A pearl in every oyster, a rock in every snowball


Ira Glass OK, I am holding a new iPhone 4S in my hand. This is the one that you can talk to, and it talks back. It’s a program called Siri. So let’s try this. I’m just going to hold it up to the microphone here and push a button. Siri, where do you come from?

Siri Software I, Siri, was designed by Apple in California.

Ira Glass Where were you manufactured?

Siri Software I’m not allowed to say.

Ira Glass Why?

Siri Software Good question. Anything else I can do for you?


Ira Glass Flip over the phone– right here on the back it’s printed, assembled in China.


Mike Daisey We think our crap comes from China, right? Kind of a generalized way. China. But it doesn’t come from China. It comes from Shenzhen. It’s a city. It’s a place. (…) We get out to the edge of the core of Shenzhen and we come to the gates. Because 31 years ago, when Deng Xiaoping carved this area off from the rest of China with a big red pen, he said, this will be the special economic zone. And he made a deal with the corporations. He said listen, use our people. Do whatever you want to our people. Just give us a modern China. And the corporations took that deal, and they squeezed and they squeezed. And what they got was the Shenzhen we find today.

And on the other side of the gates it’s the factory zone. And whew, it’s like going from the Eloi to the Morlocks, everything changes. I’ve never seen anything like it. Everything is under construction. Every road has a bypass. Every bypass has a bypass. It’s bypasses all the way down. (…)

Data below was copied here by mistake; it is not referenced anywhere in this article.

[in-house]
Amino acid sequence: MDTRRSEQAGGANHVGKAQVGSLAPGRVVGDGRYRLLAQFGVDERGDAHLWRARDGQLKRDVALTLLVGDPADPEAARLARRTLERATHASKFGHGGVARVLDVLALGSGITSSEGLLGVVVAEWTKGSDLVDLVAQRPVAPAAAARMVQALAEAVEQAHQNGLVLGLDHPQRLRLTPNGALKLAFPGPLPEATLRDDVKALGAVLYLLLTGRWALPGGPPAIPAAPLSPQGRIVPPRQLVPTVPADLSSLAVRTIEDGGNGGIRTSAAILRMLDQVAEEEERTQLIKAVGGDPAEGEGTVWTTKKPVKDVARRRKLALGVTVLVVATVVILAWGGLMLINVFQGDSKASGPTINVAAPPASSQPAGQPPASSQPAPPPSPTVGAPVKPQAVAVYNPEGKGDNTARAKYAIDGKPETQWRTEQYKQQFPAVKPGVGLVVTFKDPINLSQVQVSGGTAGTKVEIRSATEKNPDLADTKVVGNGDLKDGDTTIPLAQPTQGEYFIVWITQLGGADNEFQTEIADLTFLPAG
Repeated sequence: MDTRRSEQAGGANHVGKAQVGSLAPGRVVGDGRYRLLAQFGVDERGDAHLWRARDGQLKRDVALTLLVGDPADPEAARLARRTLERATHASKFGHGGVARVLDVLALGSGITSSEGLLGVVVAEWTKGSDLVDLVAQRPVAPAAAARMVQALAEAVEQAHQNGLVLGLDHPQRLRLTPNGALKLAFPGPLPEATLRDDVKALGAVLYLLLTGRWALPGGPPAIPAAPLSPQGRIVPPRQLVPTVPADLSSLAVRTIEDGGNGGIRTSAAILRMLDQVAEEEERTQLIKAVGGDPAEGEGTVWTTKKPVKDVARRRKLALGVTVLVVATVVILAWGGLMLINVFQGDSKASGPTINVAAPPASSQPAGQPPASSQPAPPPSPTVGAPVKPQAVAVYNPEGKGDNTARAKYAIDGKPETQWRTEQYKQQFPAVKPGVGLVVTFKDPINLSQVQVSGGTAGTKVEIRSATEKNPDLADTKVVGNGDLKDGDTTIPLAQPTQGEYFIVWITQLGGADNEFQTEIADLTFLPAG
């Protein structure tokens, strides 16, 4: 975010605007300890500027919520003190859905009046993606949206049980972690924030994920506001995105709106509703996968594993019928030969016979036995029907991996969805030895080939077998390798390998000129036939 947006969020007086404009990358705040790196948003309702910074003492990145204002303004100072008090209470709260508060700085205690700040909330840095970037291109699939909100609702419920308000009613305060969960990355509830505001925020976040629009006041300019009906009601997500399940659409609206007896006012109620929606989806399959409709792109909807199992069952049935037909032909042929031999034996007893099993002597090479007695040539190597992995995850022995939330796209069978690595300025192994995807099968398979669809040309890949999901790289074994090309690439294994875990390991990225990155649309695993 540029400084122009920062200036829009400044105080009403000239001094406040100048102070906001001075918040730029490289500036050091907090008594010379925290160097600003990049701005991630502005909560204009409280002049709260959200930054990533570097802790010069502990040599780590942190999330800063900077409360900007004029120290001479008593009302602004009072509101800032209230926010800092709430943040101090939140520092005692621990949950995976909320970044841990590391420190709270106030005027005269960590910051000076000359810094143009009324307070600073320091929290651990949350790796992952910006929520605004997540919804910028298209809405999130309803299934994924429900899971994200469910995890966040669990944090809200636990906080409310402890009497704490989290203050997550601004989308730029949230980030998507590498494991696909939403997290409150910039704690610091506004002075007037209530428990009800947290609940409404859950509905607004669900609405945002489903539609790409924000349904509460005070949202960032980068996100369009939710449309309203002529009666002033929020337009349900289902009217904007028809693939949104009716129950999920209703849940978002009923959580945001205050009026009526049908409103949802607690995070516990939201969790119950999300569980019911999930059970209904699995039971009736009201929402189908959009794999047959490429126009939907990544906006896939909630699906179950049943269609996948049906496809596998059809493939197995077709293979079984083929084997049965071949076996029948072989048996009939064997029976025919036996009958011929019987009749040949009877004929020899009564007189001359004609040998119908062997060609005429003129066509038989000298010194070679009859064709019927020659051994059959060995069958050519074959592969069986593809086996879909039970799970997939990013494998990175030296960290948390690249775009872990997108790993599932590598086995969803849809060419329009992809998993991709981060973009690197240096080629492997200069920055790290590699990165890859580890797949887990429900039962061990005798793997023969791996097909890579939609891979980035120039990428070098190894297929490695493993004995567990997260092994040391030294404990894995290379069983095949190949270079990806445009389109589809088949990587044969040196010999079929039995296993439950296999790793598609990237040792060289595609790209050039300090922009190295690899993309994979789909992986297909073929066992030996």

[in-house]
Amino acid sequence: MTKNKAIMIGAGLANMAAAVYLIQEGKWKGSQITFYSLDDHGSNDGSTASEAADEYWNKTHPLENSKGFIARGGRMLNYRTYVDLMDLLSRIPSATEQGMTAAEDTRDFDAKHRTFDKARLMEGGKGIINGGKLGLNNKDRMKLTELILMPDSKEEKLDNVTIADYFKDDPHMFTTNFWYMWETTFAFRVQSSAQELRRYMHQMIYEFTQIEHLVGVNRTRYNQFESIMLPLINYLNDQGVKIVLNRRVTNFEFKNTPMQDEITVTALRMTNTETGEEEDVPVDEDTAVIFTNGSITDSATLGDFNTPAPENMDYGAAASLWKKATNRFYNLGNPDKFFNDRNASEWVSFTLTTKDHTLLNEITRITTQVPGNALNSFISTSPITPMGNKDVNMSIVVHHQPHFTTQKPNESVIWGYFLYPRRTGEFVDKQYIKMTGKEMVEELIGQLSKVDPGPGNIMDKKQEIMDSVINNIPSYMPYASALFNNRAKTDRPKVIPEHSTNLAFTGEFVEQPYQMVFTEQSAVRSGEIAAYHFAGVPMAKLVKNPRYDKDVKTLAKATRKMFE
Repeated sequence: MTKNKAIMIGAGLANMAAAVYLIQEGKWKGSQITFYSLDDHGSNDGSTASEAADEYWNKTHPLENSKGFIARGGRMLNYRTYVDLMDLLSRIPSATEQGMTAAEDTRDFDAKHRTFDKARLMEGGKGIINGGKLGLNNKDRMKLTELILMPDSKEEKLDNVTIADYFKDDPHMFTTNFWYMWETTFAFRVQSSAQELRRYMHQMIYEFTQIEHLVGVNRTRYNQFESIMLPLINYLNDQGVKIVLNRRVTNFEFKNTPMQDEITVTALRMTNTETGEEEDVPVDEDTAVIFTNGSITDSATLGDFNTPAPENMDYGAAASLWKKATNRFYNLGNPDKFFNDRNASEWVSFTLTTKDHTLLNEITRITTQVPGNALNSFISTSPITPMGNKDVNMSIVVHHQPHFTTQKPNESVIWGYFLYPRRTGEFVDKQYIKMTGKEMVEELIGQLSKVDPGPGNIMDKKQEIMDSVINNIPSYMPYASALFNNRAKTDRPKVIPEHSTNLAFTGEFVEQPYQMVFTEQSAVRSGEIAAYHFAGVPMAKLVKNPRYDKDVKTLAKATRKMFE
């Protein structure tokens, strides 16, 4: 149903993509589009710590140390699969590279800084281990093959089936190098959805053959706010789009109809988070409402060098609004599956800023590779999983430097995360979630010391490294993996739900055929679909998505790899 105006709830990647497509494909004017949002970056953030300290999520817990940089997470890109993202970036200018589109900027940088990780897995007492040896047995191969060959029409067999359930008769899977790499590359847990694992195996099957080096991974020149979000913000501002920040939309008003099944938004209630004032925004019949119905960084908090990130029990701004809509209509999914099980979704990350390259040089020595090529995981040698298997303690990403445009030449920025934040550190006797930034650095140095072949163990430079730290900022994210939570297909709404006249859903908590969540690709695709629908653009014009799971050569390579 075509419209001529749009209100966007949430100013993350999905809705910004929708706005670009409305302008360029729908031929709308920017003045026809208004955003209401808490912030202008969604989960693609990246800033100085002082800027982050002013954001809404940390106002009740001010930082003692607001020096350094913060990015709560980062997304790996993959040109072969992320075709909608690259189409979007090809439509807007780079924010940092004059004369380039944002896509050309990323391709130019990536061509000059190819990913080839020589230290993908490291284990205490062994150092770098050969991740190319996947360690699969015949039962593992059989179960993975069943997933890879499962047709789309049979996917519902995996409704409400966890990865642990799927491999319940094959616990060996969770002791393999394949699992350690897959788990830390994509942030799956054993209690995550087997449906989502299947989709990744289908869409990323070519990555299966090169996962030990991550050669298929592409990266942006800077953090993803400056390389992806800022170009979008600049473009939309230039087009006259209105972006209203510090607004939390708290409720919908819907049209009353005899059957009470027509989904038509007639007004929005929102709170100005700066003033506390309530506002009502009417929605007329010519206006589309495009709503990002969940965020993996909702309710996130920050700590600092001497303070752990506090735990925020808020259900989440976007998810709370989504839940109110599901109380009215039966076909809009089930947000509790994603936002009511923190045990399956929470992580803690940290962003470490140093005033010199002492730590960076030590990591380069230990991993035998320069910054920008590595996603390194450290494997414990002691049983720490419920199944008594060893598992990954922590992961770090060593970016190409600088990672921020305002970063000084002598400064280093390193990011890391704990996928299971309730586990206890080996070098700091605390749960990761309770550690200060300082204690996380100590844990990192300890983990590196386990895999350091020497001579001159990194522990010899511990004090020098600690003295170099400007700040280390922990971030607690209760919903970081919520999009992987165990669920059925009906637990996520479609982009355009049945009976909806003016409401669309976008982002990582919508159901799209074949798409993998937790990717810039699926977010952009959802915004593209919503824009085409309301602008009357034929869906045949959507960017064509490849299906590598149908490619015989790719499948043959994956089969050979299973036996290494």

We are in a taxi right now in the factory zone. We are driving on our way to Foxconn. Foxconn, a single company, makes a staggering amount of the electronics you use every day. They make electronics for Apple, Dell, Nokia, Panasonic, HP, Samsung, Sony, Lenovo, a third of all of it. That’s Foxconn. And at this plant they make all kinds of things, including MacBook Pros and iPhones and iPads. (…)

The Foxconn plant in Shenzhen has 430,000 workers. That can be a difficult number to conceptualize. I find it’s useful to instead think about how there are more than 20 cafeterias at the plant. And then you just have to understand that workers told me that these cafeterias can hold up to 10,000 people. So now you just need to visualize a cafeteria that seats 10,000 people (…)

I talked to more than 100 people. I met five or six who were underage.

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